Nvidia GeForce GTX 1080 & 1070 EVGA Cards Reportedly Catching Fire Because of Overheating VRMs

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In a sensational discovery, a mysterious problem afflicting Nvidia GeForce GTX 1080 & GTX 1070 EVGA cards is causing them to burn out, with many of them ending up being useless afterwards. Reports about this devastating issue related to EVGA manufactured ACX cooling system based GTX 1080 and GTX 1070 cards started surfacing over the last few days, and it appears, with every new day more cases of Nvidia cards going up in flames are rearing their ugly head at an alarming frequency.

Just to give you a glimpse of the issue at hand, have a look at EVGA’s forums to understand the severity of the problem. Check out EVGA forum (link 1, link 2), the Nvidia forum (link 1, link 2), PC Mater Race and Build A PC subreddits to see what users have been saying about this exploding issue with Nvidia GeForce cards ending up in smokes.

Based on the account of one of the effected users, his PC suddenly died down after copious amount of orange colored flames started sneaking out of the graphics card. There is no shortage of unfortunate incidents being reported. Some users are reporting spotting sudden sparks ensued by an abrupt black screen during a gaming session, and with the whole thing ending up with their PC emitting an unpleasant burning stench. All the above mentioned incidents point towards a larger problem with GTX 1070 & GTX 1080 EVGA cards, one that needs immediate attention and fixing by Nvidia.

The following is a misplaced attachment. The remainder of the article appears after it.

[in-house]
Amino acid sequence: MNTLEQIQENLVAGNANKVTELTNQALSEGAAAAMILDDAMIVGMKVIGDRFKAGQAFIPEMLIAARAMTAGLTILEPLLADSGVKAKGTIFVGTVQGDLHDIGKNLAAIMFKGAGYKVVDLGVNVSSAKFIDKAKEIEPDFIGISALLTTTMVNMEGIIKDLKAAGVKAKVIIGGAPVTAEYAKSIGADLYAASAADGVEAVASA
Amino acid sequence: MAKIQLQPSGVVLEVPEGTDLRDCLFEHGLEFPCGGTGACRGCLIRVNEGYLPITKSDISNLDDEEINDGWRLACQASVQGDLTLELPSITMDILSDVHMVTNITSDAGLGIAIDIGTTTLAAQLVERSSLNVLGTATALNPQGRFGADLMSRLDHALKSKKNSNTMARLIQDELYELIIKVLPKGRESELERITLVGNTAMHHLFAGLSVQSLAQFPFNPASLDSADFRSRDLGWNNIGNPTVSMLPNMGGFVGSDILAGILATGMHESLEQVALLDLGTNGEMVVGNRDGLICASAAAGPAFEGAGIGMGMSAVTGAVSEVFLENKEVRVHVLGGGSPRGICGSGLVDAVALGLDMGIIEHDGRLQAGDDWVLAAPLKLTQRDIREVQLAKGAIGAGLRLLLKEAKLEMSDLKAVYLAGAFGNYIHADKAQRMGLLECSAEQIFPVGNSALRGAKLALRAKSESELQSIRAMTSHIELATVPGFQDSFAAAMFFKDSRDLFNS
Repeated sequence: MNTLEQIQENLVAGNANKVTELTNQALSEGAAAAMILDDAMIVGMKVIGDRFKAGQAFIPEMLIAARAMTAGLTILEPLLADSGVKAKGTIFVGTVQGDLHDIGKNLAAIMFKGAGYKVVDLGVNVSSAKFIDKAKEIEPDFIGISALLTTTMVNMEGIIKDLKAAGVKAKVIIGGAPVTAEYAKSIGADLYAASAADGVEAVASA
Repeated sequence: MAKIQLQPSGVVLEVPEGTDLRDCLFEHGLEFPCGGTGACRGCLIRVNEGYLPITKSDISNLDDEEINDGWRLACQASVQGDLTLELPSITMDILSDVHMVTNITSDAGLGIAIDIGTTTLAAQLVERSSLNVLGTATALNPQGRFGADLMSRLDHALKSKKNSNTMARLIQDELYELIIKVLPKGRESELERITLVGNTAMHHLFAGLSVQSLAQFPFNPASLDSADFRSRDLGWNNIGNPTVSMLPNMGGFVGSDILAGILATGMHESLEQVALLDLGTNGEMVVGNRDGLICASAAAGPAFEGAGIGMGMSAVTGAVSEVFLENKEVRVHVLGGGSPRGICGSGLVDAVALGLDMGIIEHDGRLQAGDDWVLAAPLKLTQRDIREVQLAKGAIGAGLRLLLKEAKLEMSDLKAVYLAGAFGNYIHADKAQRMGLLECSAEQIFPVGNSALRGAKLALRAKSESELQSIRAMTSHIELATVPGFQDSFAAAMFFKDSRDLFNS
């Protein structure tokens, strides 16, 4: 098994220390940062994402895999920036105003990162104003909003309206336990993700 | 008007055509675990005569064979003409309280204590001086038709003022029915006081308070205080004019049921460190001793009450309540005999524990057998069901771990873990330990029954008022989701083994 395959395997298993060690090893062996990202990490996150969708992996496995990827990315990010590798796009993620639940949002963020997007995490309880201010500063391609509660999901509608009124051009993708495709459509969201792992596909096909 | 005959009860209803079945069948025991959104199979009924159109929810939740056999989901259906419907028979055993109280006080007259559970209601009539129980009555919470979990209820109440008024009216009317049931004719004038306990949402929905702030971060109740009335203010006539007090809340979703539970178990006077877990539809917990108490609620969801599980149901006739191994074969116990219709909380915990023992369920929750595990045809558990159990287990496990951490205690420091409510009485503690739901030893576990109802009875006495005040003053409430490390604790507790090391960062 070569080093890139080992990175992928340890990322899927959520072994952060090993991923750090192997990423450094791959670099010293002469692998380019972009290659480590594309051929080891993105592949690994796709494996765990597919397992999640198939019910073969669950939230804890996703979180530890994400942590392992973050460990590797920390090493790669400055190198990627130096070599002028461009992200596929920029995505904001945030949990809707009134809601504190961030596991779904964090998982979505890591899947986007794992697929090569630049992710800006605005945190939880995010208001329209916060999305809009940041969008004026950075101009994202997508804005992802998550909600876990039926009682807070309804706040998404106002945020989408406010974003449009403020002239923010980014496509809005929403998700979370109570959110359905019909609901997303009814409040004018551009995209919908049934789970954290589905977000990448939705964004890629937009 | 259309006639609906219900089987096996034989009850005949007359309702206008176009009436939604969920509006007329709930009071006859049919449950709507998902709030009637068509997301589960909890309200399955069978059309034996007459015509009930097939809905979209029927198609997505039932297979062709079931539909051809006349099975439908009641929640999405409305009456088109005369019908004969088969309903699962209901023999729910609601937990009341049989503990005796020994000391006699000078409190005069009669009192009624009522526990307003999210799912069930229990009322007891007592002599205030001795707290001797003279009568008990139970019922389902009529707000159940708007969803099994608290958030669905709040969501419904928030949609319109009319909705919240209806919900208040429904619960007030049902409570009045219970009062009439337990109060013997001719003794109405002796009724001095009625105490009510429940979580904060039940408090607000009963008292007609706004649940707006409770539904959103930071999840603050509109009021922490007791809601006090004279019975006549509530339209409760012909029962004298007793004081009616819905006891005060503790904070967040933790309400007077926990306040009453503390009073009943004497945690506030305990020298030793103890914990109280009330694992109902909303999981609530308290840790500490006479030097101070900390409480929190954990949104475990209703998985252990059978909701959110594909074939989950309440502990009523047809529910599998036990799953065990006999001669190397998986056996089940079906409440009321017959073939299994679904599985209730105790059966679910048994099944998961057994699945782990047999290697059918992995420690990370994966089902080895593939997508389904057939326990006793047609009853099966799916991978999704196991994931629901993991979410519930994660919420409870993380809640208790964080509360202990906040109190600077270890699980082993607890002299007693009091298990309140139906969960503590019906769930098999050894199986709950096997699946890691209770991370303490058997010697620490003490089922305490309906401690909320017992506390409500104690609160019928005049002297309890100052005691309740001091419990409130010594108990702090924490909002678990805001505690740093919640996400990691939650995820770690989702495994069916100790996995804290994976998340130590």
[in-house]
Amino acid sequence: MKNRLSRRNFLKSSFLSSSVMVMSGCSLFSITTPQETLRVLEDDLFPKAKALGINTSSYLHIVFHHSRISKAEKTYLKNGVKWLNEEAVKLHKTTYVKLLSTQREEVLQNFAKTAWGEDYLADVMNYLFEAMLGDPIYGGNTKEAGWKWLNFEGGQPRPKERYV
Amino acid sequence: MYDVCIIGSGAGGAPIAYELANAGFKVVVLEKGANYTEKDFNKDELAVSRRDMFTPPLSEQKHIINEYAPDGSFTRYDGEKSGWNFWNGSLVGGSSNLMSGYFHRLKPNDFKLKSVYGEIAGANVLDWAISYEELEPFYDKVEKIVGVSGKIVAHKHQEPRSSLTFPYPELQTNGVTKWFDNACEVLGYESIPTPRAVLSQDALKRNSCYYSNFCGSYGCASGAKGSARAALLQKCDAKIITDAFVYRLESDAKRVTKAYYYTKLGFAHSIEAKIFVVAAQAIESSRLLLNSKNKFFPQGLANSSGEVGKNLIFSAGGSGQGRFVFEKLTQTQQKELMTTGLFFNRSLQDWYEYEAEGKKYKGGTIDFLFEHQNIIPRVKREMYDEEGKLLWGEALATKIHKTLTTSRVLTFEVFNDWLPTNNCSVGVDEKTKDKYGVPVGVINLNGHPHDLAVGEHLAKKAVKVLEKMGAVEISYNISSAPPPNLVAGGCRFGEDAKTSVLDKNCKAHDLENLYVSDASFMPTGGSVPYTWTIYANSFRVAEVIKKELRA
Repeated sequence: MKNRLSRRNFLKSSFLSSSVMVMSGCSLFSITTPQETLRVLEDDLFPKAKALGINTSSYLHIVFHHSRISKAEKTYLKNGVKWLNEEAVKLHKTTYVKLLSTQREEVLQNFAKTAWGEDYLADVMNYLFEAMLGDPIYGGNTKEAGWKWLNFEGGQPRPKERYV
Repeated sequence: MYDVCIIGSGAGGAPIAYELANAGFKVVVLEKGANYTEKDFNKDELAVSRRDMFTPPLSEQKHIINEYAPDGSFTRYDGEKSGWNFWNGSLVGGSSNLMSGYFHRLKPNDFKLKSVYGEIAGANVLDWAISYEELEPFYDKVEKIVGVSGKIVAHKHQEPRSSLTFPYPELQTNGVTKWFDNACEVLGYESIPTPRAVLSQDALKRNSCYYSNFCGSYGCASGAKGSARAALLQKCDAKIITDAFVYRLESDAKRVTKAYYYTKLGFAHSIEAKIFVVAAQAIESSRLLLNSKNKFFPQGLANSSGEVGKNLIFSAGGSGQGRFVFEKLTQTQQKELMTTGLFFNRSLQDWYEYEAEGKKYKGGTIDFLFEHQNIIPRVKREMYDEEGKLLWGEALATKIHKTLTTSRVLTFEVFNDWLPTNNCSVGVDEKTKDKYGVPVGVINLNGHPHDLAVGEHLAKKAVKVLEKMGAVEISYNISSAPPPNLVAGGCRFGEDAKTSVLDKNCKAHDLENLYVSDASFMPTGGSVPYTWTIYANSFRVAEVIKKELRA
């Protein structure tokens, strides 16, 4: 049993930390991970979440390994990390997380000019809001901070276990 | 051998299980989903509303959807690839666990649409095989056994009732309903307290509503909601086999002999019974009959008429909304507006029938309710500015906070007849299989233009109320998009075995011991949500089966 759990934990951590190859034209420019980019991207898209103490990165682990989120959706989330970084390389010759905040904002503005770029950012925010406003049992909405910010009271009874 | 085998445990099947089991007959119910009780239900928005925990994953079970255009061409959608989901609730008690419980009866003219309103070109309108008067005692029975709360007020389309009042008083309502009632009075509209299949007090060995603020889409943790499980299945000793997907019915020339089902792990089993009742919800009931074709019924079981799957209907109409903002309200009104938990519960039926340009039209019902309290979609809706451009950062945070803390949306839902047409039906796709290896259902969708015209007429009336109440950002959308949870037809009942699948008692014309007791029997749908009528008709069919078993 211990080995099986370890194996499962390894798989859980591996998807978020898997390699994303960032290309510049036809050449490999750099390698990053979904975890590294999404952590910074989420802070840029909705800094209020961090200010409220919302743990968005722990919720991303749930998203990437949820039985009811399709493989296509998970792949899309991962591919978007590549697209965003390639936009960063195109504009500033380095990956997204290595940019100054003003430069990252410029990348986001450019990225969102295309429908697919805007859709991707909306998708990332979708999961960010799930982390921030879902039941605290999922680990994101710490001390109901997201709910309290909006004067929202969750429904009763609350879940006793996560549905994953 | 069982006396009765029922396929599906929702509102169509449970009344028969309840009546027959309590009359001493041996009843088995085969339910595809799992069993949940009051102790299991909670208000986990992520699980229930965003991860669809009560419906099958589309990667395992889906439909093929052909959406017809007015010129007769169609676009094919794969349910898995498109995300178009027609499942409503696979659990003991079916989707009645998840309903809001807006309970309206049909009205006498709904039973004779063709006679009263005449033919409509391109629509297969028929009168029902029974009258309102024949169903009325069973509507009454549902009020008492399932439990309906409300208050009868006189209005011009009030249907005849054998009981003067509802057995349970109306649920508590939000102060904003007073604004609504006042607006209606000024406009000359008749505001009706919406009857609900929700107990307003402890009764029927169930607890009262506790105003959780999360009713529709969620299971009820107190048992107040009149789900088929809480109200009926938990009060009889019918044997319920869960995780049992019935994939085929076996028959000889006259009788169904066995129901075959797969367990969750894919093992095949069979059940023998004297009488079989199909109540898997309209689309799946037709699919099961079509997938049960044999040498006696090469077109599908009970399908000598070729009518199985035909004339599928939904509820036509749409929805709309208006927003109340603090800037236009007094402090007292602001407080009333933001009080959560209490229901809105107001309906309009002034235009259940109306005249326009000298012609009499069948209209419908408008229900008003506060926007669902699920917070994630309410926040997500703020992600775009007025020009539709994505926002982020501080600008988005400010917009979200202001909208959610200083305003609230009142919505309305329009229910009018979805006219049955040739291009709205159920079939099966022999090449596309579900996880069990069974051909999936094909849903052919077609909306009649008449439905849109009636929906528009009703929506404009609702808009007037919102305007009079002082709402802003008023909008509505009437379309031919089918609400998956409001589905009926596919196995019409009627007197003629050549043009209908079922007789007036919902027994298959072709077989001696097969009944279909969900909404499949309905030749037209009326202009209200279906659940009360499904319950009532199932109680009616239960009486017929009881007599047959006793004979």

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Based on latest reports, Nvidia GTX 1080 & GTX 1070 Graphics Cards Range with the ACX cooling system is manufactured by EVGA is Defective

Ever since the issue was first reported, efforts to find the catalyst behind the problem began in earnest. According to initial findings, the burning problem is emanating from the voltage regulation modules which when overheated cause MODFET to burn out with accompanied surrounding components getting damaged permanently. So far, it has been established that EVGA’s NVidia GeForce GTX 1080 and GTX 1070 graphics cards range with the embedded ACX cooler are prone to burning and flaring up. One thing to note is this range of EVGA graphics cards doesn’t have a direct VRM cooling system, which may be causing VRMs to burn due to overheating. Which means the GTX 1070 ACX, GTX 1080 ACX, FTW DT and FTW models are vulnerable to overheating, it is worth noting that all of graphics card types except the Classified model have dual fans system.